Bob Casale, an establishing member of seminal New Wave rock group Devo, died suddenly at the age 61 due to heart failure in New York on February 17th. The band took to their own social media outlet to pass along the news of the passing.
“As an original member of Devo, Bob Casale was there in the trenches with me from the beginning. He was my level-headed brother, a solid performer and talented audio engineer, always giving more than he got” said kin of the departed and Devo’s bassist, Gerald Casale via the bands facebook page.
Due in part to the Kent State riots in 1970—which the group credits as a major inspiration for them getting serious about making music– the art schoolers and pair of brothers, the Mothersbaugh (Mark and Bob) and the Casale’s (Gerald and Bob) formed Devo in 1972. Devo is a moniker derived from the theory of devolution, which is an influence that is recognizable from the band’s scientific-waste-management jumpsuit garb and the simplified-yet-complex instructional nature of their songs.
The group had early fans from diverse talents like David Bowie, Neil Young, and Iggy Pop. The Brian Eno produced, 1978 album Q: Are We Not Men? A: We Are Devo! received mix reviews but since has gained the band some notoriety in hindsight as it appeared on Rolling Stone Magazine’s “Top 500 Albums Of All Time”.
The group may be best known for their music video “Whip It”. The memory of Devo’s red, multi-sectional hats looked
more like something out of The Lego Movie—which Devo lead singer Mark Mothersbaugh composed the score for–than the helmets of a counter-culture battalion who battled music’s status quo as the band did throughout their career. MTV is forever indebted to Devo. Music videos were previously perceived as uninspired amalgamations and re-creations of concert and performance footage, but “Whip It” displayed that videos didn’t have to just be companion pieces or merely a promotional tool, but that they can be memorable works of art within their own medium.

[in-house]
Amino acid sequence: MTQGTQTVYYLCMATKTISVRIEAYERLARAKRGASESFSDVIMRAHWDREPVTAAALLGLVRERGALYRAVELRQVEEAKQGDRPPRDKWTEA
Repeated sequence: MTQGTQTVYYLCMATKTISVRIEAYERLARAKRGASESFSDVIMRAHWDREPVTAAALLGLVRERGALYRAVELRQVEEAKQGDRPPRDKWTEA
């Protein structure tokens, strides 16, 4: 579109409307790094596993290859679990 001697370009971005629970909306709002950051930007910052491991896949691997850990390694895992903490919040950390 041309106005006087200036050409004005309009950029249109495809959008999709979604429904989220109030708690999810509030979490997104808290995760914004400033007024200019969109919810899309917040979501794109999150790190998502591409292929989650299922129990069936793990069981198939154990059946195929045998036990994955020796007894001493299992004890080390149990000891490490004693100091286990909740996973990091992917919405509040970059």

Being the faceless faces of two music movements; New Wave and MTV, the experimental and pop-savvy Devo’s place in rock history can be seen chiseled in stone by some sharp synthesized notes naturally. Some bands put out concept albums, Devo put out a high-concept career.
Casale’s contributions to TV and film was as impressive as his mark on music. He helped engineer and compose music from Oscar winning films like The Royal Tenenbaums to the wildly popular children’s show in the 90’s, Rugrats.
The last Devo show Casale was a part of in Austin was a co-headlining appearance with Blondie at Stubbs, September 18th 2012. Before that the group rocked ACL Live in March 2011 in support of their final album with the Casale and Mothersbaugh brothers (and drummer Josh Freese), the critically acclaimed Something For Everybody.
Music’s aim is to make the listener think, move, an/or feel. All who experienced the fruits of Casale’s labor felt all of that and got a taste of creativities limitless possibilities. Casale’s life was fulfilled by his wife Lisa and their son Alex, and daughter Samantha.
Article by Donny Rodriguez